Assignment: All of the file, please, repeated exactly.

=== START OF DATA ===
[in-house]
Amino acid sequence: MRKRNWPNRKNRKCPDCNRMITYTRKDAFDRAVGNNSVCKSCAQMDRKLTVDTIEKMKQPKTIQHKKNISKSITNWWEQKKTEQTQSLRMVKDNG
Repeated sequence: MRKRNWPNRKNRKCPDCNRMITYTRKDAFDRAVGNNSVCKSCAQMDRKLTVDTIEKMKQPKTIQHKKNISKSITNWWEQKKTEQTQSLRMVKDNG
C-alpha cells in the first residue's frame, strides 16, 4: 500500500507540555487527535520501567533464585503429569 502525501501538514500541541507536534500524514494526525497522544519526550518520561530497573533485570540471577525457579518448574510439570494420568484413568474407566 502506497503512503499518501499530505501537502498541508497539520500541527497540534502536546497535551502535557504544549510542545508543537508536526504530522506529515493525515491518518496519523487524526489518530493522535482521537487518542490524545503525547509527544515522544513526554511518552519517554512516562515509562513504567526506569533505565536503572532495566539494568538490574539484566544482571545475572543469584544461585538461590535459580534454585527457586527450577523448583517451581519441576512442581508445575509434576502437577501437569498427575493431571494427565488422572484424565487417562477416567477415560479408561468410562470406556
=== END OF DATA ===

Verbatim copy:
[in-house]
Amino acid sequence: MRKRNWPNRKNRKCPDCNRMITYTRKDAFDRAVGNNSVCKSCAQMDRKLTVDTIEKMKQPKTIQHKKNISKSITNWWEQKKTEQTQSLRMVKDNG
Repeated sequence: MRKRNWPNRKNRKCPDCNRMITYTRKDAFDRAVGNNSVCKSCAQMDRKLTVDTIEKMKQPKTIQHKKNISKSITNWWEQKKTEQTQSLRMVKDNG
C-alpha cells in the first residue's frame, strides 16, 4: 500500500507540555487527535520501567533464585503429569 502525501501538514500541541507536534500524514494526525497522544519526550518520561530497573533485570540471577525457579518448574510439570494420568484413568474407566 502506497503512503499518501499530505501537502498541508497539520500541527497540534502536546497535551502535557504544549510542545508543537508536526504530522506529515493525515491518518496519523487524526489518530493522535482521537487518542490524545503525547509527544515522544513526554511518552519517554512516562515509562513504567526506569533505565536503572532495566539494568538490574539484566544482571545475572543469584544461585538461590535459580534454585527457586527450577523448583517451581519441576512442581508445575509434576502437577501437569498427575493431571494427565488422572484424565487417562477416567477415560479408561468410562470406556